Functional disorders are defined as neurological symptoms without causative organic pathology identified. They are a diverse and often neglected group of disorders. The aim of this was to determine the incidence and outcome of functional neurological disorders in an Australian neurology practice. Over a 17month period, all patients presenting to a single outpatient neurology service were evaluated to determine the incidence and outcome of these disorders. A total of 884 patients were assessed and of these, 137 had a final diagnosis of functional neurological illness, equating to an incidence of 15% of all patients seen. Functional disorders were the third most common presentation overall. Patients with functional disorders were younger, more likely to be female and had a higher rate of current psychiatric comorbidity compared to other neurology patients. Sensory symptoms were the most common manifestation (48%) followed by limb weakness (37%) and psychogenic non-epileptic seizures (14%). Outcome information was available for 49% of patients at an average of 3months follow-up. 45% had some improvement in their symptoms, 43% had static symptoms and 12% had worsening of symptoms. This study confirms the high incidence of functional disorders in outpatient neurology practice. Early improvement was seen in a substantial proportion of patients and is influenced by duration of symptoms.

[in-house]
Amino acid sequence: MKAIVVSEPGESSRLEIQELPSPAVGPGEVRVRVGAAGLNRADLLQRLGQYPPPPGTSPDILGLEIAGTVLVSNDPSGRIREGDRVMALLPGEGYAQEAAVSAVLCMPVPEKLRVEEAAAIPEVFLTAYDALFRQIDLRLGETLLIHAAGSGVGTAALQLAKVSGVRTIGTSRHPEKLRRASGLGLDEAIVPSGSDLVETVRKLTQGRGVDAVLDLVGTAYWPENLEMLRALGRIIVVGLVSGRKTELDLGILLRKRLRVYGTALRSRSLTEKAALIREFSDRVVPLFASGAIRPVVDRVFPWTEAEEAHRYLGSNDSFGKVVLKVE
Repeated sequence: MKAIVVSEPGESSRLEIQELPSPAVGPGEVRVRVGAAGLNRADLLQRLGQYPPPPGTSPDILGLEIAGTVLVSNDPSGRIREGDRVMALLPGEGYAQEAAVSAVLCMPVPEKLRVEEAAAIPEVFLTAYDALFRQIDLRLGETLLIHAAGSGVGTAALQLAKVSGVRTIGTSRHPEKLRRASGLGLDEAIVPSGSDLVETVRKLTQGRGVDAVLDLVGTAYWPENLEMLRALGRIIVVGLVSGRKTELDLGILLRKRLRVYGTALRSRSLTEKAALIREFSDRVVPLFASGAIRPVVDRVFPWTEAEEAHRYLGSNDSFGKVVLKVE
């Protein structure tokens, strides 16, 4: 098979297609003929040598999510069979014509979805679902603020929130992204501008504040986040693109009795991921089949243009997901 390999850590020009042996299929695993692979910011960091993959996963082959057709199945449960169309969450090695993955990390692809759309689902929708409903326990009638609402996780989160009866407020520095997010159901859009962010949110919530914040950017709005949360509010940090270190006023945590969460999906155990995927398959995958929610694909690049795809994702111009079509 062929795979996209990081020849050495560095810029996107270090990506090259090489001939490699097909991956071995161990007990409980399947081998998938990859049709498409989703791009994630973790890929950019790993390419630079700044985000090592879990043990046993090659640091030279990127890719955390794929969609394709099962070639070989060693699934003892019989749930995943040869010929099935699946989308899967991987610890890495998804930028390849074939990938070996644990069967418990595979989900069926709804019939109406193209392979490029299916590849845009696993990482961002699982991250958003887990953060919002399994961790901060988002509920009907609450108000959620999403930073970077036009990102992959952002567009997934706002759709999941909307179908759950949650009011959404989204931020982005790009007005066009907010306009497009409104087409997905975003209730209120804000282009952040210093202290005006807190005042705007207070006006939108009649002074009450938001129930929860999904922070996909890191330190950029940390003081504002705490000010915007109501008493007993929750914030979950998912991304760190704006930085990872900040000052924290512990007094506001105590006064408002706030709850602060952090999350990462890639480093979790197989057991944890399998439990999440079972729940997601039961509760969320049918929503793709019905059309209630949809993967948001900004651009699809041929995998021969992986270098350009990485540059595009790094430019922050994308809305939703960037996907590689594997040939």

Keywords: Conversion disorder; Functional disorders; Medically unexplained symptoms; Psychiatry.
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